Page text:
After the criminal case ended without a conviction, the student, who NHPR is declining to name because she maintains she was a victim of sexual assault, filed a civil lawsuit alleging malicious prosecution by the Keene Police Department. Keene ultimately settled the case for $100,000; however the settlement doesn’t appear to have garnered any media attention at the time, and the agreement contains a non-disclosure clause. 

Other settlements, however, have been well documented in the press. The Union Leader has reported on issues within the Salem Police Department, which has settled eight cases in recent years costing taxpayers $228,500.

Chris Micklovich received $200,000 from Manchester in exchange for dropping a federal lawsuit alleging off-duty police officers beat him outside of the Strange Brew Tavern. The four officers involved in the highly publicized incident were cleared of any criminal charges by the Attorney General.

In 2012, Manchester paid $38,000 to a man who alleged in a civil lawsuit that during an arrest on Elm Street, he was kicked in the head by a police horse. The man suffered a “severe head injury,” according to his complaint, and was rendered unconscious for hours after the incident.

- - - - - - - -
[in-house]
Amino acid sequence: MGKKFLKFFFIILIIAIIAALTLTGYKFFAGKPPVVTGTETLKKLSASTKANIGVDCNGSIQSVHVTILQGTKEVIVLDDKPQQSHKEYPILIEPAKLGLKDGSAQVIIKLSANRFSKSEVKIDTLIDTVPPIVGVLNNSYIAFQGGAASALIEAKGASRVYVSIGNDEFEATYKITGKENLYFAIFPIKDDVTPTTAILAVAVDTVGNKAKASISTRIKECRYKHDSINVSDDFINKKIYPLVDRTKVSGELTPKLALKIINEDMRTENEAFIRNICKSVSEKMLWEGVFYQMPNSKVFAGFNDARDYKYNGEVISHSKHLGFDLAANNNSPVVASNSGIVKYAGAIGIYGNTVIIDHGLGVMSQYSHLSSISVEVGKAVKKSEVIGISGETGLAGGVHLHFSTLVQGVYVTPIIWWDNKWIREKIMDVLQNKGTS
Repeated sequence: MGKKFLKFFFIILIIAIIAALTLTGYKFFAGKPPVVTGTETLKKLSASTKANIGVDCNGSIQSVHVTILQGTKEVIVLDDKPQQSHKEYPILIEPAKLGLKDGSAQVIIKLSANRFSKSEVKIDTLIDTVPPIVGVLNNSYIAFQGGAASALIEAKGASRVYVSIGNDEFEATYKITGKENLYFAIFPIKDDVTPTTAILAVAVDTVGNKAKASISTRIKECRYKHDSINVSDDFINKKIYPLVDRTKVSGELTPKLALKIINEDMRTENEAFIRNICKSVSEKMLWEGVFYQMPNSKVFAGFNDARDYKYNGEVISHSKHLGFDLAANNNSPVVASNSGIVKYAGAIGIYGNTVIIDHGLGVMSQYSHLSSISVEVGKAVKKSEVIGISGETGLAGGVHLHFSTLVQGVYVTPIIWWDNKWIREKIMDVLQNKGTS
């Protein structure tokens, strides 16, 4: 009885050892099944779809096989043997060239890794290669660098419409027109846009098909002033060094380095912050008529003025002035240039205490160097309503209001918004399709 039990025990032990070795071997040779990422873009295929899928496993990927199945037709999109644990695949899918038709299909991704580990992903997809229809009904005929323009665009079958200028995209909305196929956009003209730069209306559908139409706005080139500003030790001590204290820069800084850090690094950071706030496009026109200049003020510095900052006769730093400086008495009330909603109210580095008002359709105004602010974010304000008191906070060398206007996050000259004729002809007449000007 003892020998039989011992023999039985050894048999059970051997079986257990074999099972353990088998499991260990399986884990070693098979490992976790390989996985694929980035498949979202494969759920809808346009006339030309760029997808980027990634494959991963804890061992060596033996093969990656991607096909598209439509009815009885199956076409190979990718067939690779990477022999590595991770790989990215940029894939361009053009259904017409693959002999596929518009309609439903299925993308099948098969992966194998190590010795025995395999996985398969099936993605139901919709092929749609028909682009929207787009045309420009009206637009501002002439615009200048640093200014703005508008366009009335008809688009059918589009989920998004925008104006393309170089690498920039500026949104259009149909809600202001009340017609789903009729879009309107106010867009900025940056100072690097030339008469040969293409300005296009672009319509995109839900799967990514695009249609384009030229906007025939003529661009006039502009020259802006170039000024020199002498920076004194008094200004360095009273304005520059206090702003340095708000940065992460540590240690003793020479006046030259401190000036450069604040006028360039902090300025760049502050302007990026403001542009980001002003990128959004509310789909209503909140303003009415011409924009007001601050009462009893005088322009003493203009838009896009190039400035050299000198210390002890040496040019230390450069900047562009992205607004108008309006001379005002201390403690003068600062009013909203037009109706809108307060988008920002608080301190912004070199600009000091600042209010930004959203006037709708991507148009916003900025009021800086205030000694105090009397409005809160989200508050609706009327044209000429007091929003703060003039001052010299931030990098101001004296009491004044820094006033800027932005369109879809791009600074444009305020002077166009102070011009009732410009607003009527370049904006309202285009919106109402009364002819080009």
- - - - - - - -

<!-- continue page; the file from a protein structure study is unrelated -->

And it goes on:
Following allegations that two Manchester police officers tried to coerce sexual favors from a woman, she received a $45,000 settlement in 2018. The county attorney declined to bring charges against the two officers, who were fired for their actions. 

In New London, the town agreed to pay a Colby-Sawyer College student $70,000 after she was allegedly propositioned by the police chief to provide nude photos in exchange for him dropping an underaged drinking charge.

In 2011, Loudon agreed to settle a civil lawsuit for $15,000 involving an 18-year old woman who claimed she was attacked by a police dog and then subjected to taunts and comments on her appearance.

Another high profile settlement involved Jeffrey Pendleton, a resident of Nashua who was arrested in 2014 for trespassing in a public area near the library. Pendleton spent more than a month in jail, unable to pay cash bail set at $100.  

The ACLU highlighted his case as a violation of Pendleton’s First Amendment rights, ultimately settling the dispute with the city for $15,000. (Pendleton would later die in a Manchester jail cell while awaiting trial on a misdemeanor charge, garnering national attention.)